Mendocino College Electrical-Hybrid Vehicles
The future is looking greener… but the coveralls aren’t getting any cleaner.
With electric and hybrid vehicles poised to take over the industry, the job of an automotive technician is becoming increasingly specialized and high-tech. And while there are fewer moving parts – and therefore less day-to-day maintenance – it’s an industry that will always run on elbow grease.
“Sure, there is less regular maintenance, like oil changes, transmission flushes, and the replacement of worn parts,” says Michael Pratt, an instructor in Mendocino College’s Electric and Hybrid Vehicles program. “But with electric, there’s a lot more need for accurate diagnosis. It’s the easier jobs that are going away, and the work will actually become more complex.”
There’s been a whole lot of buzz about electric vehicles in the past 15 years, and with good reason. S&P Global Mobility predicts that sales of all-electric passenger cars could soar as high as 40 percent by 2030; The Bureau of Labor Statistics puts that percentage even higher. And of course, California has announced that all new vehicles sold in the state must be electric by 2035.
With 2021’s Infrastructure Investment and Jobs Act, which allocated $7.5 billion to build charging networks nationwide, one of the causes of consumer reluctance is slowly eroding. Concern for the environment, improved electric battery capacity, and the fluctuating cost of gas are also driving the move toward electric.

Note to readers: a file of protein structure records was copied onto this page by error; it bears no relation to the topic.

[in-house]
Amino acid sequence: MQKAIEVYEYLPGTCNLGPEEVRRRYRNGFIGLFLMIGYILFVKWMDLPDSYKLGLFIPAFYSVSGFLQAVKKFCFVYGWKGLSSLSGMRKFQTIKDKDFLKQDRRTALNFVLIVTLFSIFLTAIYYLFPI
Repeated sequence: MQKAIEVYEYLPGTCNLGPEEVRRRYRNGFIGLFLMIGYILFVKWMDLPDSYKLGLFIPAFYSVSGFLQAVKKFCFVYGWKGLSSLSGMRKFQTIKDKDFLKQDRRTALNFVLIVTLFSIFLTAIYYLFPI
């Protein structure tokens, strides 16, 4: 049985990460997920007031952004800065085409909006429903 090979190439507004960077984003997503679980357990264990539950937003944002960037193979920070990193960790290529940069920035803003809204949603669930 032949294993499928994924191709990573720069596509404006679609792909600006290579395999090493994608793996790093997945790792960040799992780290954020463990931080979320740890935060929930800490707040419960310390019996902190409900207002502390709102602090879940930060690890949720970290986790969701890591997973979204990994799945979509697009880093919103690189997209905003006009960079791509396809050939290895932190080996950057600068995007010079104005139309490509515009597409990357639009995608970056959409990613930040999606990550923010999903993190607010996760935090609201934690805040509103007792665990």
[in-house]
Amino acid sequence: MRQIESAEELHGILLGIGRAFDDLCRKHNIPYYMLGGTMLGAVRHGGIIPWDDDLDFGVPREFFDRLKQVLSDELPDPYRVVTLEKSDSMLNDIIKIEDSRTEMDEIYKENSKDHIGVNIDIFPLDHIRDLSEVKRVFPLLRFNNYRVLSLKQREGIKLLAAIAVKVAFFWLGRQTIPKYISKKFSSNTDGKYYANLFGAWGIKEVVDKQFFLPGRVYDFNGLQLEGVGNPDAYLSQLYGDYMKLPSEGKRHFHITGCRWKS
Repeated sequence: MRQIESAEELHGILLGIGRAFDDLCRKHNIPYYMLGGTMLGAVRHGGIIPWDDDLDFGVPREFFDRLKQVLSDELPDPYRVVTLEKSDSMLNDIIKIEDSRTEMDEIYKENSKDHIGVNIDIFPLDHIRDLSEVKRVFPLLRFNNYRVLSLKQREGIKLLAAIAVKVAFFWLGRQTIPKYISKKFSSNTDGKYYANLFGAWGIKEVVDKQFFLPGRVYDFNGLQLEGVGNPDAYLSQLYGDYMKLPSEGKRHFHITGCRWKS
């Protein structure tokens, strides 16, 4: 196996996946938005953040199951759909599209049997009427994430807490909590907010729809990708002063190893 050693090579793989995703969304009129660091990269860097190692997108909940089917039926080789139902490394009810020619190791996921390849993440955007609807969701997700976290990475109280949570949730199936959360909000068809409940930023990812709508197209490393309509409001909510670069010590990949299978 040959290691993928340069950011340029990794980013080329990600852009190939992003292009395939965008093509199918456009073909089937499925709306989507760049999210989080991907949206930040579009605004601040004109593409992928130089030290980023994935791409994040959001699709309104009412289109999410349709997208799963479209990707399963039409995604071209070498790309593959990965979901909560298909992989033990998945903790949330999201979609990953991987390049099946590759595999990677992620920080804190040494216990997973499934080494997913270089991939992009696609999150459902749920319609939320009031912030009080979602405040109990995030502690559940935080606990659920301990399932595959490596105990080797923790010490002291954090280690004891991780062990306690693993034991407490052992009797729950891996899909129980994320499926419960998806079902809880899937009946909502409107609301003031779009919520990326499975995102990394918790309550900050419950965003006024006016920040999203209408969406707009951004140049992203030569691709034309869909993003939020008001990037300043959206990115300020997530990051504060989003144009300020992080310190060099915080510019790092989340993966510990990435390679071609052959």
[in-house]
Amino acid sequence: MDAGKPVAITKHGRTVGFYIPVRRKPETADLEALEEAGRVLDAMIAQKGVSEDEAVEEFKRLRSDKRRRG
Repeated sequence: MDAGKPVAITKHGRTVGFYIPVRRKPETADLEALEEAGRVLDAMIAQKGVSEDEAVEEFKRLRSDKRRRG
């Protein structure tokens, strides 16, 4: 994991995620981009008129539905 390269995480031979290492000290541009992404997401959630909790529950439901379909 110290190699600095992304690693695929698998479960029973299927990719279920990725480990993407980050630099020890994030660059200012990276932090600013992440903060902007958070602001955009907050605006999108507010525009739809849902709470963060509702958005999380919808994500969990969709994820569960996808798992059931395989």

As far as vehicle maintenance goes, the current need in the North Far North is for technicians trained in the maintenance of hybrid cars. In any shop, “there’s going to be a Prius coming through the door,” says Pratt. “Electric vehicles are still a little more specialized here, although the need is much greater in the San Francisco area. But in a few years, we’re going to see a lot more non-carbon vehicles needing diagnostics and repair.”
Gearing Up for Change
For the past two years, Mendocino College has been addressing that need with new classes in the automotive technology sector that focus on hybrid and electric vehicle technology. Automotive students can now pursue a Certificate of Achievement in Advanced Automotive Technology-Hybrid/Electric Vehicles at Mendocino College, boosting both career prospects and potential salaries.
“Those who finish the classes and become certified can work on all vehicles, but the hybrid and electric classes are more advanced,” says Pratt.
The Certificate, launched to address labor market trends identified by the Far North Center of Excellence, prepares students for in-demand careers as Electric Equipment Installers ($41,600 avg. salary) and Automotive Service Technicians ($46,970). Meanwhile, the College is revving up for an additional alternative fuels course, slated to launch in 2024.
Today’s automotive service technicians work on integrated electronic systems and need to understand the computers that are regulating the vehicle. They must be certified to work on high-voltage electrical systems and know how to handle lithium batteries and electric generators. Automotive maintenance may be a legacy industry, but it’s changed enormously in the past 30 years, according to Pratt. Going forward, the instructor predicts, it will continue to change.